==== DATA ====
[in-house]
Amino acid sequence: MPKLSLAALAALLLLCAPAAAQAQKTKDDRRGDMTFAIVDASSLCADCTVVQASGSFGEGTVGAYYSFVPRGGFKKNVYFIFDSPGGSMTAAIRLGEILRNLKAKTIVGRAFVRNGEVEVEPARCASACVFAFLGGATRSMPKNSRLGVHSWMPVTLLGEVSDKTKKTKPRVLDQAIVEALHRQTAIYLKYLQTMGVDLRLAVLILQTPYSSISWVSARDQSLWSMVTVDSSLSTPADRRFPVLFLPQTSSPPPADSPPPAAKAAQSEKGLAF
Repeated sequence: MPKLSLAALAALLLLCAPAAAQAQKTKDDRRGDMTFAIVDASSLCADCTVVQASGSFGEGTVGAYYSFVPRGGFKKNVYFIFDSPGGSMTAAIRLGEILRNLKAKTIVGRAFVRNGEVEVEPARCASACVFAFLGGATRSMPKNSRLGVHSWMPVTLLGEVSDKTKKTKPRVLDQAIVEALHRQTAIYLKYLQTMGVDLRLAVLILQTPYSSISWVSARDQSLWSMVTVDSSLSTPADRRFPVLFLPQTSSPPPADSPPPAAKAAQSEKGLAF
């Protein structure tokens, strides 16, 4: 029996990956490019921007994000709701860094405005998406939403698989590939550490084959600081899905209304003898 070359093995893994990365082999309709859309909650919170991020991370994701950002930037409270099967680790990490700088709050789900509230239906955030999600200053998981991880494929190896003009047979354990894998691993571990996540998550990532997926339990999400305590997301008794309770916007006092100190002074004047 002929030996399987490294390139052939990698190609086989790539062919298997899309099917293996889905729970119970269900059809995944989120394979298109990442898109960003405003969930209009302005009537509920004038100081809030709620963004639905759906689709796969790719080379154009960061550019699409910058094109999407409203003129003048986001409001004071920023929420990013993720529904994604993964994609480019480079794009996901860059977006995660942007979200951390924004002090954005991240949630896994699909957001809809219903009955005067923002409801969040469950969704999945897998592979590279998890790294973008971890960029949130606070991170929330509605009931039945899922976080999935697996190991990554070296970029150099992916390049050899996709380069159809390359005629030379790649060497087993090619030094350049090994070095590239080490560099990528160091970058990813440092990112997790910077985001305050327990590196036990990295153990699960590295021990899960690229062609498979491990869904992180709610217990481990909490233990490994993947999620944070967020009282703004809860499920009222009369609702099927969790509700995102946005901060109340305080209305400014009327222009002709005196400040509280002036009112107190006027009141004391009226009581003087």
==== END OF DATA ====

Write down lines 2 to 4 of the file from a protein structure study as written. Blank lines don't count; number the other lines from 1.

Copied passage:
Amino acid sequence: MPKLSLAALAALLLLCAPAAAQAQKTKDDRRGDMTFAIVDASSLCADCTVVQASGSFGEGTVGAYYSFVPRGGFKKNVYFIFDSPGGSMTAAIRLGEILRNLKAKTIVGRAFVRNGEVEVEPARCASACVFAFLGGATRSMPKNSRLGVHSWMPVTLLGEVSDKTKKTKPRVLDQAIVEALHRQTAIYLKYLQTMGVDLRLAVLILQTPYSSISWVSARDQSLWSMVTVDSSLSTPADRRFPVLFLPQTSSPPPADSPPPAAKAAQSEKGLAF
Repeated sequence: MPKLSLAALAALLLLCAPAAAQAQKTKDDRRGDMTFAIVDASSLCADCTVVQASGSFGEGTVGAYYSFVPRGGFKKNVYFIFDSPGGSMTAAIRLGEILRNLKAKTIVGRAFVRNGEVEVEPARCASACVFAFLGGATRSMPKNSRLGVHSWMPVTLLGEVSDKTKKTKPRVLDQAIVEALHRQTAIYLKYLQTMGVDLRLAVLILQTPYSSISWVSARDQSLWSMVTVDSSLSTPADRRFPVLFLPQTSSPPPADSPPPAAKAAQSEKGLAF
């Protein structure tokens, strides 16, 4: 029996990956490019921007994000709701860094405005998406939403698989590939550490084959600081899905209304003898 070359093995893994990365082999309709859309909650919170991020991370994701950002930037409270099967680790990490700088709050789900509230239906955030999600200053998981991880494929190896003009047979354990894998691993571990996540998550990532997926339990999400305590997301008794309770916007006092100190002074004047 002929030996399987490294390139052939990698190609086989790539062919298997899309099917293996889905729970119970269900059809995944989120394979298109990442898109960003405003969930209009302005009537509920004038100081809030709620963004639905759906689709796969790719080379154009960061550019699409910058094109999407409203003129003048986001409001004071920023929420990013993720529904994604993964994609480019480079794009996901860059977006995660942007979200951390924004002090954005991240949630896994699909957001809809219903009955005067923002409801969040469950969704999945897998592979590279998890790294973008971890960029949130606070991170929330509605009931039945899922976080999935697996190991990554070296970029150099992916390049050899996709380069159809390359005629030379790649060497087993090619030094350049090994070095590239080490560099990528160091970058990813440092990112997790910077985001305050327990590196036990990295153990699960590295021990899960690229062609498979491990869904992180709610217990481990909490233990490994993947999620944070967020009282703004809860499920009222009369609702099927969790509700995102946005901060109340305080209305400014009327222009002709005196400040509280002036009112107190006027009141004391009226009581003087």